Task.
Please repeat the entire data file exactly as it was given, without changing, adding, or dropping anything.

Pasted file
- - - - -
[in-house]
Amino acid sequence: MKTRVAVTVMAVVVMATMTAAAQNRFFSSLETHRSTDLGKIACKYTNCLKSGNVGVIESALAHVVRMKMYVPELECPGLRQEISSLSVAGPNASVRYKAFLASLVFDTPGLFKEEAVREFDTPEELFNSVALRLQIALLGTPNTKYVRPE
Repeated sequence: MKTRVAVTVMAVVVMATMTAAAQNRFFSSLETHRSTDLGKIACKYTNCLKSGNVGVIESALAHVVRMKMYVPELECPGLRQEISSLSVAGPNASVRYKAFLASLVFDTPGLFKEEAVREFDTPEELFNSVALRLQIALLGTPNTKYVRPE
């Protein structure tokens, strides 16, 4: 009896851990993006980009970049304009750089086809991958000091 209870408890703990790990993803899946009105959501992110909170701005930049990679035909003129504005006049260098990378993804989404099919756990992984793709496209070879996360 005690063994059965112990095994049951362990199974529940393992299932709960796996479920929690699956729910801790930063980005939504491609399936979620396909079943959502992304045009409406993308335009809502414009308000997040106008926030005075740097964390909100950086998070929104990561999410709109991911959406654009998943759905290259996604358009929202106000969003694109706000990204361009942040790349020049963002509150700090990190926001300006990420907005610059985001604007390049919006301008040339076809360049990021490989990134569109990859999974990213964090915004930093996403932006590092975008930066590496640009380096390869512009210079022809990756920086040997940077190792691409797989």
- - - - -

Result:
[in-house]
Amino acid sequence: MKTRVAVTVMAVVVMATMTAAAQNRFFSSLETHRSTDLGKIACKYTNCLKSGNVGVIESALAHVVRMKMYVPELECPGLRQEISSLSVAGPNASVRYKAFLASLVFDTPGLFKEEAVREFDTPEELFNSVALRLQIALLGTPNTKYVRPE
Repeated sequence: MKTRVAVTVMAVVVMATMTAAAQNRFFSSLETHRSTDLGKIACKYTNCLKSGNVGVIESALAHVVRMKMYVPELECPGLRQEISSLSVAGPNASVRYKAFLASLVFDTPGLFKEEAVREFDTPEELFNSVALRLQIALLGTPNTKYVRPE
């Protein structure tokens, strides 16, 4: 009896851990993006980009970049304009750089086809991958000091 209870408890703990790990993803899946009105959501992110909170701005930049990679035909003129504005006049260098990378993804989404099919756990992984793709496209070879996360 005690063994059965112990095994049951362990199974529940393992299932709960796996479920929690699956729910801790930063980005939504491609399936979620396909079943959502992304045009409406993308335009809502414009308000997040106008926030005075740097964390909100950086998070929104990561999410709109991911959406654009998943759905290259996604358009929202106000969003694109706000990204361009942040790349020049963002509150700090990190926001300006990420907005610059985001604007390049919006301008040339076809360049990021490989990134569109990859999974990213964090915004930093996403932006590092975008930066590496640009380096390869512009210079022809990756920086040997940077190792691409797989």